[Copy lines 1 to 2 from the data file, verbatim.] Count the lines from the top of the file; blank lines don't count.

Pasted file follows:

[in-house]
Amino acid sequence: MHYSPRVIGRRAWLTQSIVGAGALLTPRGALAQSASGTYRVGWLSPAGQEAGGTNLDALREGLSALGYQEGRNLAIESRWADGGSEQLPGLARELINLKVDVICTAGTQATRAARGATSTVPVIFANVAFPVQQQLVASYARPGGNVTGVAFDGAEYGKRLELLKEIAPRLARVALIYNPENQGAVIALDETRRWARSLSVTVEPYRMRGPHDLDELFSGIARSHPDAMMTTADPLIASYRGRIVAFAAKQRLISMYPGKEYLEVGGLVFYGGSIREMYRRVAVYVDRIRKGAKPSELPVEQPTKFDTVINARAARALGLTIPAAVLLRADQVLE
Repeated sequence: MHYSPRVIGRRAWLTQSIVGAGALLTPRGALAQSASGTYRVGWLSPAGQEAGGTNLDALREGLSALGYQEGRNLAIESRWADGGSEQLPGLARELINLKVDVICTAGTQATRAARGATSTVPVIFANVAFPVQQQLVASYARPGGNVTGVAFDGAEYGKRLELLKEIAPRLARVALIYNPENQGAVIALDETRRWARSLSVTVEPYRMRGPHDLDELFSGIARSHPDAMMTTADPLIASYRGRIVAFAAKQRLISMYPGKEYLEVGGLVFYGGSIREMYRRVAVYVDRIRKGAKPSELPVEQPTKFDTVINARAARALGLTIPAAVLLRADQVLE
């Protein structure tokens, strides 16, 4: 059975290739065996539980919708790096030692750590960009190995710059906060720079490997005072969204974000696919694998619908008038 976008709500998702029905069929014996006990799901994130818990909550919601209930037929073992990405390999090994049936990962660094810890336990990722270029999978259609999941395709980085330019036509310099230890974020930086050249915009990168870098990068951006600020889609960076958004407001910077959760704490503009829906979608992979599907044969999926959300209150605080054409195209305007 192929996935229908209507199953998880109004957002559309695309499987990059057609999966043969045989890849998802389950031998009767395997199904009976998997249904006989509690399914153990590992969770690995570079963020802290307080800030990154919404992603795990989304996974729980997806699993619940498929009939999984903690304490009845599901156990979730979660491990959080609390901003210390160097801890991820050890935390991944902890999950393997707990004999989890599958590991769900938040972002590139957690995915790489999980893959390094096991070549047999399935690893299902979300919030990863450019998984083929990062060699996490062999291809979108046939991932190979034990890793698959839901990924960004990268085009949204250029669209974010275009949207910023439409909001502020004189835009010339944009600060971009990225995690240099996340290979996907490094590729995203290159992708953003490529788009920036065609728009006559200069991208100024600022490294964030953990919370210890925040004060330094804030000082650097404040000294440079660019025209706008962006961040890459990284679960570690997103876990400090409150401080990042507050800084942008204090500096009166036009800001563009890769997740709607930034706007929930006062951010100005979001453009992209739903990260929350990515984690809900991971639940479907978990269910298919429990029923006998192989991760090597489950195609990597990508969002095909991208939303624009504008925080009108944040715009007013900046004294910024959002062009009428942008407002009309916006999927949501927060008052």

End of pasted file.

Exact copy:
[in-house]
Amino acid sequence: MHYSPRVIGRRAWLTQSIVGAGALLTPRGALAQSASGTYRVGWLSPAGQEAGGTNLDALREGLSALGYQEGRNLAIESRWADGGSEQLPGLARELINLKVDVICTAGTQATRAARGATSTVPVIFANVAFPVQQQLVASYARPGGNVTGVAFDGAEYGKRLELLKEIAPRLARVALIYNPENQGAVIALDETRRWARSLSVTVEPYRMRGPHDLDELFSGIARSHPDAMMTTADPLIASYRGRIVAFAAKQRLISMYPGKEYLEVGGLVFYGGSIREMYRRVAVYVDRIRKGAKPSELPVEQPTKFDTVINARAARALGLTIPAAVLLRADQVLE